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Hi there, I'm new here and my mother was diagnosed with extensive stage lung cancer with a brain met. During her time in the hospital she had a registered dietician explain that she needed to gain weight because she was only 43 kilos. Mum has always been a slight build and we always told her she was way too thin but there were a lot of foods she couldn't tolerate and she exercises way too much etc. Anyway she has always been a bit lactose intolerant and can't really handle heavy fats. The dietician in there was saying she needed to eat full fat dairy, lots of cream, cakes, sweets etc which of course mum didn't want to eat because one she's not used to eating junk food and two because of the cramping she gets. I had a chat with the dietician saying I could help mum put on weight more healthily with good fats. But the dietician was having none of it saying mum would not put on weight with an avocado and while it is highly nutritious that we are not looking for nutritious food here, that we are only looking to gain the weight. She gave us shakes to take home which were laden with sweeteners and were luminous pink. I did my own research online and binned the pink shakes, made mum my own healthier shakes and put her on a mainly raw vegan diet with the exception of eggs. She gained 5 kilos in two weeks and was perfect weight for beginning her chemotherapy. So just be wary of the hospital dieticians because the advice they give you is not always the right advice for you. I have actually written a letter of complaint to the hospital about this also as I don't understand why the dietician didn't seem to care that my mother was lactose intolerant! In the hospital they were constantly giving her creamed rice, shakes with full fat milk, ice cream, cake, biscuits, deep fried fish etc. Is this the type of food they give all cancer patients in hospital because we were all really shocked at the lack of nutritious food she was getting!

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Welcome Bohohoney. Glad you found this site. Sounds like you will be a great help to your mother. You did a wonderful thing fixing all that healthy food and helping her maintain healthy weight.

When I was diagnosed I was 145 lbs (65.8 kgs) , I am fairly tall. I started treatment with daily radiation and 2 chemo drugs. They did not want me to loose any more weight so they encouraged me to eat all the candy and desert snacks they had in the clinic. I had been raised to eat desserts on holidays or birthdays only.

Boy did I learn from them how to eat lots of junk food! Here it is nearly 17 years later and I am still trying to break my new " habits" The blessing is that I am still alive and well.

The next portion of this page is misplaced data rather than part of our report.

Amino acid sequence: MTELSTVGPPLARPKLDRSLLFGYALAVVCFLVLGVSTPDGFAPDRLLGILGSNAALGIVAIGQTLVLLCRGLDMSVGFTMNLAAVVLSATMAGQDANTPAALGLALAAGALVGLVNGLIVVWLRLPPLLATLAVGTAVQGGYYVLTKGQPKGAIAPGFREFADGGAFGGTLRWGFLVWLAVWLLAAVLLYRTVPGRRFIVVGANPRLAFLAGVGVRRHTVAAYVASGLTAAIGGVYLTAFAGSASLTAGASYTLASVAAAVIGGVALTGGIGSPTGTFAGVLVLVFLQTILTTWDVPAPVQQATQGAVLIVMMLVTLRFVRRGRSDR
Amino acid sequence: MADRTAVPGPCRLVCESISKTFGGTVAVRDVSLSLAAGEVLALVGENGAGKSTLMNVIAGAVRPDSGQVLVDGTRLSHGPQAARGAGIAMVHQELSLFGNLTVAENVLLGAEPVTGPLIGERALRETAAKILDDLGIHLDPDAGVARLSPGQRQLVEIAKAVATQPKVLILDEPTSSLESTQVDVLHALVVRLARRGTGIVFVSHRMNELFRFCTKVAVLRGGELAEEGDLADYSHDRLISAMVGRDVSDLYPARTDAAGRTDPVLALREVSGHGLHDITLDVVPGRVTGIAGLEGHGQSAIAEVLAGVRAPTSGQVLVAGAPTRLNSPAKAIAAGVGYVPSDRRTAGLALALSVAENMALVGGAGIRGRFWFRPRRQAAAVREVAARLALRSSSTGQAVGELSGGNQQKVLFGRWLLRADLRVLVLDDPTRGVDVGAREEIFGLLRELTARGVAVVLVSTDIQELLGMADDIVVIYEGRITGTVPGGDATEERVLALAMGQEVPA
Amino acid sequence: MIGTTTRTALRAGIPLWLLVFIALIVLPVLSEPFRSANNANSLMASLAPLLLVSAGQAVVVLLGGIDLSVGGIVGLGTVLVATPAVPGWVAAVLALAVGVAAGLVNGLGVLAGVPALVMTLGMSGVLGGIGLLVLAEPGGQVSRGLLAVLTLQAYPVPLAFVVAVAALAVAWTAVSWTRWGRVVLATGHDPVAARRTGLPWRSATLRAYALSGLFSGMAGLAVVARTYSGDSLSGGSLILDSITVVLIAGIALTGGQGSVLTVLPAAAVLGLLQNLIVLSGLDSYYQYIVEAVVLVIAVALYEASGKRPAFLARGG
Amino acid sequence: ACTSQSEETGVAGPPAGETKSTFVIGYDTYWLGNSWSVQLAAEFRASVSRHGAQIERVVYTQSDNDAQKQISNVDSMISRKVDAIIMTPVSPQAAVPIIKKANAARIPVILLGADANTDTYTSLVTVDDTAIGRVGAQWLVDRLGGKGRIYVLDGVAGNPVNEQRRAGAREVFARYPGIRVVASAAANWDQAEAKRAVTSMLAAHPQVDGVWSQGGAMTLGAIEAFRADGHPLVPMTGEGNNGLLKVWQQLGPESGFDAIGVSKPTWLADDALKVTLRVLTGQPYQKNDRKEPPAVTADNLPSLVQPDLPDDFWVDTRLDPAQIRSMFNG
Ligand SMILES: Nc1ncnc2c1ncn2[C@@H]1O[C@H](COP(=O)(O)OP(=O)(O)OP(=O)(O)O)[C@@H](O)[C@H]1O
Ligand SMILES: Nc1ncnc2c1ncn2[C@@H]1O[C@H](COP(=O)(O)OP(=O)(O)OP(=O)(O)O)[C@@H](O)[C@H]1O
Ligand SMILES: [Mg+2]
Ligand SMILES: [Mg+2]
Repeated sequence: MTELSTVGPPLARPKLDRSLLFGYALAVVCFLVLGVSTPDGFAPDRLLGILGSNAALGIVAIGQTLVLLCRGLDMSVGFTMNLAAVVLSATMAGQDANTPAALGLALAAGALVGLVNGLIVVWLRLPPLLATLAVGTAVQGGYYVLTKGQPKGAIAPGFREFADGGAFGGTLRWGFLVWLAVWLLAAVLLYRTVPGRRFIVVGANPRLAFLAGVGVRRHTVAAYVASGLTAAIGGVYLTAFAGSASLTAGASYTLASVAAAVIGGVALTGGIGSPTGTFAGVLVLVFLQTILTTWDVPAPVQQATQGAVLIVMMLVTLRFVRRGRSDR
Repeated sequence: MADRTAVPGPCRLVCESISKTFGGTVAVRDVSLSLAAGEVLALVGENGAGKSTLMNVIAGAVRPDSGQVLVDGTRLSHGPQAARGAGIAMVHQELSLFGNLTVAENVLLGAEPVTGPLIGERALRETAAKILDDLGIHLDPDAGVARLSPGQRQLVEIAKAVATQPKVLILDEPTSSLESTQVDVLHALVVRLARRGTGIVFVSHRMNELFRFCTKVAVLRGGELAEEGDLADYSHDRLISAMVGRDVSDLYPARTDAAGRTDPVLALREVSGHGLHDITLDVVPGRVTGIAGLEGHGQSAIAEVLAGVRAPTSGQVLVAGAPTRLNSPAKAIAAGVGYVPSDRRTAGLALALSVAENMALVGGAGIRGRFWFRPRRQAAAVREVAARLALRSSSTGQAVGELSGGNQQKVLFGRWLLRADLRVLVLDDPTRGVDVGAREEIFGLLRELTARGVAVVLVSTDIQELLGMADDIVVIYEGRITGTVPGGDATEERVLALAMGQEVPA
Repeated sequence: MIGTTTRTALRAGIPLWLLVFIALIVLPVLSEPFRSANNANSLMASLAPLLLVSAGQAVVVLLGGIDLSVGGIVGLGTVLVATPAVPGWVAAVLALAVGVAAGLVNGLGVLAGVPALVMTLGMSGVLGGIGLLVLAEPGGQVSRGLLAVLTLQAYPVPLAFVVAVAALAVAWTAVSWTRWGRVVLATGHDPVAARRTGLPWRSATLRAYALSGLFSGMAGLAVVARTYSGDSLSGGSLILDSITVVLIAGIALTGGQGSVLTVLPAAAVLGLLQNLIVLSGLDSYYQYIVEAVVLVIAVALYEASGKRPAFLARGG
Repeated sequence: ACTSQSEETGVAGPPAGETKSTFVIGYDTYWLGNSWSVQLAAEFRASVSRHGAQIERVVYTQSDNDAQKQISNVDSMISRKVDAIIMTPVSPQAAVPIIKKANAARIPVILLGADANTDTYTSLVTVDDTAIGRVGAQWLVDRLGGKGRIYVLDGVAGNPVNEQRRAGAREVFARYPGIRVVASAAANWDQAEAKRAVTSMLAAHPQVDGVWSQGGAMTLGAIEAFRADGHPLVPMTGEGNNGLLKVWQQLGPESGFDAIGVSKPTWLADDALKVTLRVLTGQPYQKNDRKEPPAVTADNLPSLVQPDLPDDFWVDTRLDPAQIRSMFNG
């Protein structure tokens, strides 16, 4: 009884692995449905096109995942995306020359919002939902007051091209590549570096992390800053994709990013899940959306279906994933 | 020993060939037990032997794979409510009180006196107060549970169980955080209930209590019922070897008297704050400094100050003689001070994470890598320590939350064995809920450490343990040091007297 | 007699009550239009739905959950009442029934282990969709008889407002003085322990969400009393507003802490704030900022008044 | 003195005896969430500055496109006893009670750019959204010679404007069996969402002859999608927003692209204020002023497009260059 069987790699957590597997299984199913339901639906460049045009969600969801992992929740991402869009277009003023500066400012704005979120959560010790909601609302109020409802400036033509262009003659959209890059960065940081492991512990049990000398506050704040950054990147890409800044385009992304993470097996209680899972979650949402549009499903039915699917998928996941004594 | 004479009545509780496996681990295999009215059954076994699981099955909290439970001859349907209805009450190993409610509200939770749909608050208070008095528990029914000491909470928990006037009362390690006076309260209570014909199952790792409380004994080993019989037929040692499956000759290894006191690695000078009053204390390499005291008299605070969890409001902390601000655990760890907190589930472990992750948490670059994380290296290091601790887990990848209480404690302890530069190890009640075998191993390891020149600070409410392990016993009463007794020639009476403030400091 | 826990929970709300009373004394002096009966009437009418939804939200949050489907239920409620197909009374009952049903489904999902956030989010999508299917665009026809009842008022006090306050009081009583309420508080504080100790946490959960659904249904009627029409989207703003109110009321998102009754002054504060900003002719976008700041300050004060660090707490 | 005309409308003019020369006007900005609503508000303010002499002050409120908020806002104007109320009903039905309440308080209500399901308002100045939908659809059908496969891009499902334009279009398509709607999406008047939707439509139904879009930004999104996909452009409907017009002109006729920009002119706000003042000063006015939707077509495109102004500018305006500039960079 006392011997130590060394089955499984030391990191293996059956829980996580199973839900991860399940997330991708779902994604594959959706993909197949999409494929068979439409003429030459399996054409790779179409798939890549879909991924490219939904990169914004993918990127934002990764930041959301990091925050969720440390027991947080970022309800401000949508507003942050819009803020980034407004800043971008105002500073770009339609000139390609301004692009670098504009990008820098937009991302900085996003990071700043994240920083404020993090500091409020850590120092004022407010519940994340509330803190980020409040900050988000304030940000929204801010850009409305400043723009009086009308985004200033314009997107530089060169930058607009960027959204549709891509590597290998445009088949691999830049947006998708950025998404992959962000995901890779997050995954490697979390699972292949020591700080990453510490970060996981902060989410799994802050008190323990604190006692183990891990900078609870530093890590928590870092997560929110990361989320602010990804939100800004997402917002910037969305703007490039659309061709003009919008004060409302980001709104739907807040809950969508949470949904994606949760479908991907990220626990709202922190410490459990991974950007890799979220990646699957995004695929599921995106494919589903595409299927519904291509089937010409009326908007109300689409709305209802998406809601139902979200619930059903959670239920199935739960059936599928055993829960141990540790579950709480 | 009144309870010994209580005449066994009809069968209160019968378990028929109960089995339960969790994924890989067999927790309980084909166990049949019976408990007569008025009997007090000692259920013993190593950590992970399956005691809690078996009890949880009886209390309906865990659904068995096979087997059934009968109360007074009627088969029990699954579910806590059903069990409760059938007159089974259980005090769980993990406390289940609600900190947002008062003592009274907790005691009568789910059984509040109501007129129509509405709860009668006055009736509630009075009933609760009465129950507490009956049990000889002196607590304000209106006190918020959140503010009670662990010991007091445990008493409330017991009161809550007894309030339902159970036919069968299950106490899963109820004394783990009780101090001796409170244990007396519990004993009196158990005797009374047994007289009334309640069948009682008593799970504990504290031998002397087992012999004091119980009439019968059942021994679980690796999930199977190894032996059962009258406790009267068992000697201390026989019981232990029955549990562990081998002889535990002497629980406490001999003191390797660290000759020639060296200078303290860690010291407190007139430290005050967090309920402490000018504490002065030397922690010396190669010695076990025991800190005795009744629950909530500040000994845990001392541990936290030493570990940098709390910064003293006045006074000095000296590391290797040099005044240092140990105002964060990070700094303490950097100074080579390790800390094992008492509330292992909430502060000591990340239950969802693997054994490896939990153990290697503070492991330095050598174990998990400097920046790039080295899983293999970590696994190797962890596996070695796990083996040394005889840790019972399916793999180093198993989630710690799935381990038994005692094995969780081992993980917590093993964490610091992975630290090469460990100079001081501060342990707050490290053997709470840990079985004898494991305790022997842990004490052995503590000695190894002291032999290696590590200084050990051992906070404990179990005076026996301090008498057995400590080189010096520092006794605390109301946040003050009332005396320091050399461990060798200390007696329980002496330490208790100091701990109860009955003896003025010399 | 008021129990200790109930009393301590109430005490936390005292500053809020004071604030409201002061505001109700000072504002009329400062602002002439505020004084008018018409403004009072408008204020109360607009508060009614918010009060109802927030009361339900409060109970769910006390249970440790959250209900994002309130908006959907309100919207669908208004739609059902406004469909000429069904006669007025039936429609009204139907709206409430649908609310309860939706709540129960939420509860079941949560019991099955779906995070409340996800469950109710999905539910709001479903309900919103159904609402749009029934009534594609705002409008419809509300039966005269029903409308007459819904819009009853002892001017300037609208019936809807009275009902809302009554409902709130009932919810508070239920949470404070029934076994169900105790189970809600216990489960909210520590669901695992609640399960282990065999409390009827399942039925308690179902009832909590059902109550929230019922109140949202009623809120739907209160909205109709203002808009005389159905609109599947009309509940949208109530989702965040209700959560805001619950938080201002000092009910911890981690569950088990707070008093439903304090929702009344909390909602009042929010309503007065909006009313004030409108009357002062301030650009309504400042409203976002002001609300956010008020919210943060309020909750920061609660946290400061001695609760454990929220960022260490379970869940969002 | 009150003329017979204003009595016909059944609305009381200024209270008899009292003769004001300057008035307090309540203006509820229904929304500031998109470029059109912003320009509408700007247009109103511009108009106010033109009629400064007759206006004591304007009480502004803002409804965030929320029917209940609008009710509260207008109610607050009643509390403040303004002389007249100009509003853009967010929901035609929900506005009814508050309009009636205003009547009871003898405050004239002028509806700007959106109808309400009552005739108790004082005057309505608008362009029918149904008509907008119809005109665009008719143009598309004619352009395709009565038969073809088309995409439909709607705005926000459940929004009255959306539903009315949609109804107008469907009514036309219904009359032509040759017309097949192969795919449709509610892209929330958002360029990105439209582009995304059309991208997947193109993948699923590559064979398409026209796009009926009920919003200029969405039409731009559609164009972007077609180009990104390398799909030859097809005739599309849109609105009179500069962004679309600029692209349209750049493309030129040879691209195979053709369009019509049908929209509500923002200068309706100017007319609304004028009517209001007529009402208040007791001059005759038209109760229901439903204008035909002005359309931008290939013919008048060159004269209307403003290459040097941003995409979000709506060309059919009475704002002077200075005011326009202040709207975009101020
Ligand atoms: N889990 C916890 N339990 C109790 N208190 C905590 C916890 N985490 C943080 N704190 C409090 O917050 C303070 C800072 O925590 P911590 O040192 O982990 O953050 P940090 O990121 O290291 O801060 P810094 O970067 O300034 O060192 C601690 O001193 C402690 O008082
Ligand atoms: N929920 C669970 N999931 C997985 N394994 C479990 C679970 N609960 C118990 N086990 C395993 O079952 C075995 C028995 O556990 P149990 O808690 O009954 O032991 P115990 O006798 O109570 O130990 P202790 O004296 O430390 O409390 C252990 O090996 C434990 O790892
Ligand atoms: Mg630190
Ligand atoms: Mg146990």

Sounds like you are a little IRISH. My relatives are O'Hagan, Gilmartin, O' brian, Leahy, Sullivan, Murphy , to name a few.

We have a Lake Erie in the States, an Erie city in Pennsylvania, I wonder if the Irish had anything to do with naming them? Keep us posted on how your Mom is doing.

Donna G

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We know that nutritional coaching helps people live a healthier life. People turn to dietitians every day to lose weight, manage their diabetes, and keep conditions like Crohn’s under control. What about cancer?

When people think of cancer, they think of the nausea, vomiting, and taste changes of chemo. While we all know cancer patients are plagued by problems eating, very few patients ever see a dietitian. Those who do often wait until it’s too late.

Studies show that counseling with a Registered Dietitian improves quality of life and outcomes for people affected by cancer. Nutritional needs change during the different phases of cancer treatment and nutritional counseling can help patients make well-informed lifestyle choices to address specific nutritional issues during treatment and as patients begin to improve and recover.

It is essential to have a nutritional counselor support you through your journey and encourage you to eat the 'right' foods for recovery. Each cancer patient needs to have a specialized healthy meal plan for their body, because everyone is different. 

Savor Health is a company who has made it their business to provide cancer patients with the tools to strengthen their nutrition during treatments. They are backed by oncologists and dietitians to provide the best dietary recommendations for your journey. You can contact Savor Health and talk to a oncology dietitian about a meal plan that would work well for you.